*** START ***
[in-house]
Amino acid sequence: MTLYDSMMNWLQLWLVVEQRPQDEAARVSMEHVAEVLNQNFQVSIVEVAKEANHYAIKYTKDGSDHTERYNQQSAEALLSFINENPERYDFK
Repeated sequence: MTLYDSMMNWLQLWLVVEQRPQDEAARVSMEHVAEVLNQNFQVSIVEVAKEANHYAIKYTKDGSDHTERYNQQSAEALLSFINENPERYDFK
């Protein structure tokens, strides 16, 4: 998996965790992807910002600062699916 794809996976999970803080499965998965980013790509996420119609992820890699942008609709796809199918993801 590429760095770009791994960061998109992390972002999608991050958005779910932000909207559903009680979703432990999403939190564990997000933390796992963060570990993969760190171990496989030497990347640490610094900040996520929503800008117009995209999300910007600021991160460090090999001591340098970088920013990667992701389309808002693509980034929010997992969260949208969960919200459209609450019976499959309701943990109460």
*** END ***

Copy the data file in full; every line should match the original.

[in-house]
Amino acid sequence: MTLYDSMMNWLQLWLVVEQRPQDEAARVSMEHVAEVLNQNFQVSIVEVAKEANHYAIKYTKDGSDHTERYNQQSAEALLSFINENPERYDFK
Repeated sequence: MTLYDSMMNWLQLWLVVEQRPQDEAARVSMEHVAEVLNQNFQVSIVEVAKEANHYAIKYTKDGSDHTERYNQQSAEALLSFINENPERYDFK
């Protein structure tokens, strides 16, 4: 998996965790992807910002600062699916 794809996976999970803080499965998965980013790509996420119609992820890699942008609709796809199918993801 590429760095770009791994960061998109992390972002999608991050958005779910932000909207559903009680979703432990999403939190564990997000933390796992963060570990993969760190171990496989030497990347640490610094900040996520929503800008117009995209999300910007600021991160460090090999001591340098970088920013990667992701389309808002693509980034929010997992969260949208969960919200459209609450019976499959309701943990109460």